Debunking Drug Violence

Texas Tech expert says drug violence at Mexico’s northern border is lessening, not spilling into U.S. as headlines suggest.

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Miguel Levario is an assistant professor in the Department of History in the College of Arts and Sciences

Miguel Levario is an assistant professor in the Department of History in the College of Arts and Sciences. He is an expert in Mexican American and Latino history.

View his profile in our online Experts Guide.
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According to the Associated Press, drug violence dropped by 26 percent in the first quarter of 2009.

According to the Associated Press, drug violence dropped 26 percent between January and March of 2009 compared to drug-related violence during the same time in 2008.

While recent Mexican drug violence has caused scary headlines, travel warnings, and some in government to consider sending U.S. military to the southern border, a Texas Tech expert on border history says that an increased Mexican military presence at the border has helped to contain the fight for the Juarez drug corridor. Miguel Levario, an assistant professor of history, says that the violence has created a media feeding frenzy in the United States, but Mexico is far from becoming a failed nation. As tragic and unnerving as the deaths are, he said that the violence is not seeping across the borders as some stories and pundits may imply.

Controlling Drug Crime

A recent story by the Associated Press said drug violence dropped by 26 percent in the first quarter of 2009. About 1,960 people were killed in drug-related violence between January and March of 2009 compared to 2,655 deaths during the same period in 2008. “It’s interesting to see the level of sensational reporting coming out from this,” Levario said. “You hear that violence has spilled over into the United States, and it hasn’t. Border cities like El Paso, Yuma and San Diego have not experienced significantly increased violence to draw a connection. As a matter of fact, El Paso is still rated as the third safest city in the country. And that’s just across the river from Ciudad de Juarez, which is arguably the epicenter of the Mexican violence.” Mexican President Felipe Calderon has done several things to address the situation, Levario said. Calderon has militarized the northern border and mobilized thousands of troops to Juarez, Tijuana and other border towns. Since then, violence has decreased dramatically. Also, the United States government has contributed to help rebuild Mexican local and state government infrastructure. “The U.S. has issued hundreds of billions of dollars to rebuild infrastructure at the local and state level,” he said. “Juarez has had to rebuild its police department basically from scratch. Its police chief was forced to resign under threat of death. His family was relocated along with the mayor. With that and the help of the Mexican military, things are looking like they’re improving but again this is a short-term solution for a long-term problem.” While an end to the violence doesn’t look close at hand, both countries will have to work together to find a solution, Levario said. American demand for drugs drives the drug smuggling operations in Mexico, and Calderon has made sure to keep America’s fault in the problem in the discussion. “The United States is largest consumer of drugs, there’s no question about it,” he said. “Also, 90 percent of weapons possessed by drug cartels are bought in the U.S. The profits these cartels enjoy come from the U.S. So, from the simple supply-and-demand aspect of it, America is at least 50 percent responsible for what has happened. Calderon has been very careful of keeping that in the discussion. Some have been very critical of those allegations, but again, they’re very real. This is a bilateral problem.”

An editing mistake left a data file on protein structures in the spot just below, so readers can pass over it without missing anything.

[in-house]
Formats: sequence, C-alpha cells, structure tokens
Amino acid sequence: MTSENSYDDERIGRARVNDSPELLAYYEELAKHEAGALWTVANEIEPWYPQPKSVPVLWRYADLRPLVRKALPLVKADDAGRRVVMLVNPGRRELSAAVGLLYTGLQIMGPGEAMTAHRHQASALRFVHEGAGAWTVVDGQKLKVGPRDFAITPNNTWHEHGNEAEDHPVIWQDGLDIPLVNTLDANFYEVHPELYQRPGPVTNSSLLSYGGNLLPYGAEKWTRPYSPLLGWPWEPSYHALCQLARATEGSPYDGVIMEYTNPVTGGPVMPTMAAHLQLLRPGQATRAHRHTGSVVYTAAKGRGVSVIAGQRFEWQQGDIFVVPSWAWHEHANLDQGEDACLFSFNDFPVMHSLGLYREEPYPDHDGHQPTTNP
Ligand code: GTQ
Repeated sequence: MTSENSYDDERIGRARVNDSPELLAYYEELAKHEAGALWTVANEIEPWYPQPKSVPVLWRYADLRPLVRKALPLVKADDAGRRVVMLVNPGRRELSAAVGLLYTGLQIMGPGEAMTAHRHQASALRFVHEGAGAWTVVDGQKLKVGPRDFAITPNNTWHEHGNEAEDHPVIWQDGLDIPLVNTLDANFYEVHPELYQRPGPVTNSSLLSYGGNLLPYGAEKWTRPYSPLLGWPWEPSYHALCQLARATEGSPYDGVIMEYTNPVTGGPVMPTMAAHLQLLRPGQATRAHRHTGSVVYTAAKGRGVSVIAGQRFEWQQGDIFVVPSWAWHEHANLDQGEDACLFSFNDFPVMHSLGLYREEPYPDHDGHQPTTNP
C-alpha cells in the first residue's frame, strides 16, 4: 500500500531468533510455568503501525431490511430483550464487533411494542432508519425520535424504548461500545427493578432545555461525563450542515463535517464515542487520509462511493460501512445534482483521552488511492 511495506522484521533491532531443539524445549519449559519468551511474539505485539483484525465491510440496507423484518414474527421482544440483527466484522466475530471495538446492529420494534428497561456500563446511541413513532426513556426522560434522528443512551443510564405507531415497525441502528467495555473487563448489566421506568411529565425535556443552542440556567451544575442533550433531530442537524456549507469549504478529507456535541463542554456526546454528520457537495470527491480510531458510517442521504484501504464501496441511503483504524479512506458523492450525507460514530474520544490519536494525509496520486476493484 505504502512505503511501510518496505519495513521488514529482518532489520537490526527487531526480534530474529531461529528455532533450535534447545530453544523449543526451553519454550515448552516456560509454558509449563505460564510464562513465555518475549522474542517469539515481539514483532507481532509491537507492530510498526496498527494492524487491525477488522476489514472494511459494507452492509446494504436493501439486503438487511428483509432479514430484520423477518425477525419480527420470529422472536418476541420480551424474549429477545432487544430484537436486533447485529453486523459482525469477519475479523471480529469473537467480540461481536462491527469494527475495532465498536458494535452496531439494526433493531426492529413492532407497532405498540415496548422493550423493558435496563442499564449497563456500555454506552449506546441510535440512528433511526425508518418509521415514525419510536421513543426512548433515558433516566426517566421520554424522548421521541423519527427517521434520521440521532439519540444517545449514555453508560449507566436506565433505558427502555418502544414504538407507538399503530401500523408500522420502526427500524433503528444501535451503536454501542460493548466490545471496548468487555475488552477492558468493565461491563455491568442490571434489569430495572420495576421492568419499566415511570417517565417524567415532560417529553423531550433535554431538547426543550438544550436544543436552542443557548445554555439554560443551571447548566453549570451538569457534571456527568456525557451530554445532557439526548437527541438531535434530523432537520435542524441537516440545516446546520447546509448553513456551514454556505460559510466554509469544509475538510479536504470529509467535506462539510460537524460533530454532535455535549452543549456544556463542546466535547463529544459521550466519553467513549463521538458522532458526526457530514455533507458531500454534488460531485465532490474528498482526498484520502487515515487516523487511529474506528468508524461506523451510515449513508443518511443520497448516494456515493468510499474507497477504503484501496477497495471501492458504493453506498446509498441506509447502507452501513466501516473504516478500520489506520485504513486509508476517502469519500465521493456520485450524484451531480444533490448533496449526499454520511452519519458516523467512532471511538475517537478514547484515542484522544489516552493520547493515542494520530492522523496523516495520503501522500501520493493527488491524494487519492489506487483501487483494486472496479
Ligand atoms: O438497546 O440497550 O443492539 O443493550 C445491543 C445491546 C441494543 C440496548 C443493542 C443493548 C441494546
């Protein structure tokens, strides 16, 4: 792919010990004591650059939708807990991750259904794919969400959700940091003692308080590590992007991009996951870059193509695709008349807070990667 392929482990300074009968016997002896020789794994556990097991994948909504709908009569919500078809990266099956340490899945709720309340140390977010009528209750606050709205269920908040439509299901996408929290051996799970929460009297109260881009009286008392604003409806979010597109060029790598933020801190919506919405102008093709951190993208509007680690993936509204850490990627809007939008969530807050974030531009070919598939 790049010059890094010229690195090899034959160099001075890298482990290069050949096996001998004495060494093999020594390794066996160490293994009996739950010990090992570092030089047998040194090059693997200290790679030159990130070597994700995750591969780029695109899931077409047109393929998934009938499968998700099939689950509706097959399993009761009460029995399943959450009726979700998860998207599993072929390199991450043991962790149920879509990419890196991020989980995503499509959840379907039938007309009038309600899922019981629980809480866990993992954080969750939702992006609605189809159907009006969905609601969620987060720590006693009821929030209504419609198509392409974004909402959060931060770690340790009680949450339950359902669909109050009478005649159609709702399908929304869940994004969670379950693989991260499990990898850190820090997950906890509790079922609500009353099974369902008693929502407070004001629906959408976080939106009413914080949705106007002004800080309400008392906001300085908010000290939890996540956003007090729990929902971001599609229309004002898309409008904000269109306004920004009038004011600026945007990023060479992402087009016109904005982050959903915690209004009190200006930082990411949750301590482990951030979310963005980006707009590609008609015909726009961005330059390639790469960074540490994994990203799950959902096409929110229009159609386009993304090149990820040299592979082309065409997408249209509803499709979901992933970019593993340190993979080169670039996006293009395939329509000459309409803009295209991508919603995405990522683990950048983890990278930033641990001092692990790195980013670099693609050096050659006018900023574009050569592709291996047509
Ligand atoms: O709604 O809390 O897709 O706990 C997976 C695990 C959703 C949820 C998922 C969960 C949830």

History Repeating Itself

Like many examples in history, the current drug violence and media coverage mirror an earlier time, he said. Go back nearly 90 years ago, and the media frenzy surrounding Al Capone and the illegal bootlegging from Canada mirror the same kind of issues and concerns now playing out at the southern border of the U.S. And the same kind of media hype. “If we look at the Prohibition period and Al Capone, today’s events are somewhat similar,” he said. “In the ’20s, Al Capone in Chicago was, for the lack of a better term, knocking off his rivals using intense violence. This was a repercussion from the criminalization of liquor and alcohol. There was a high level of corruption among state and federal officers on the border and in the interior of the United States at the time like we’re seeing in Mexico. So from a historical perspective, we’ve seen this cycle before.”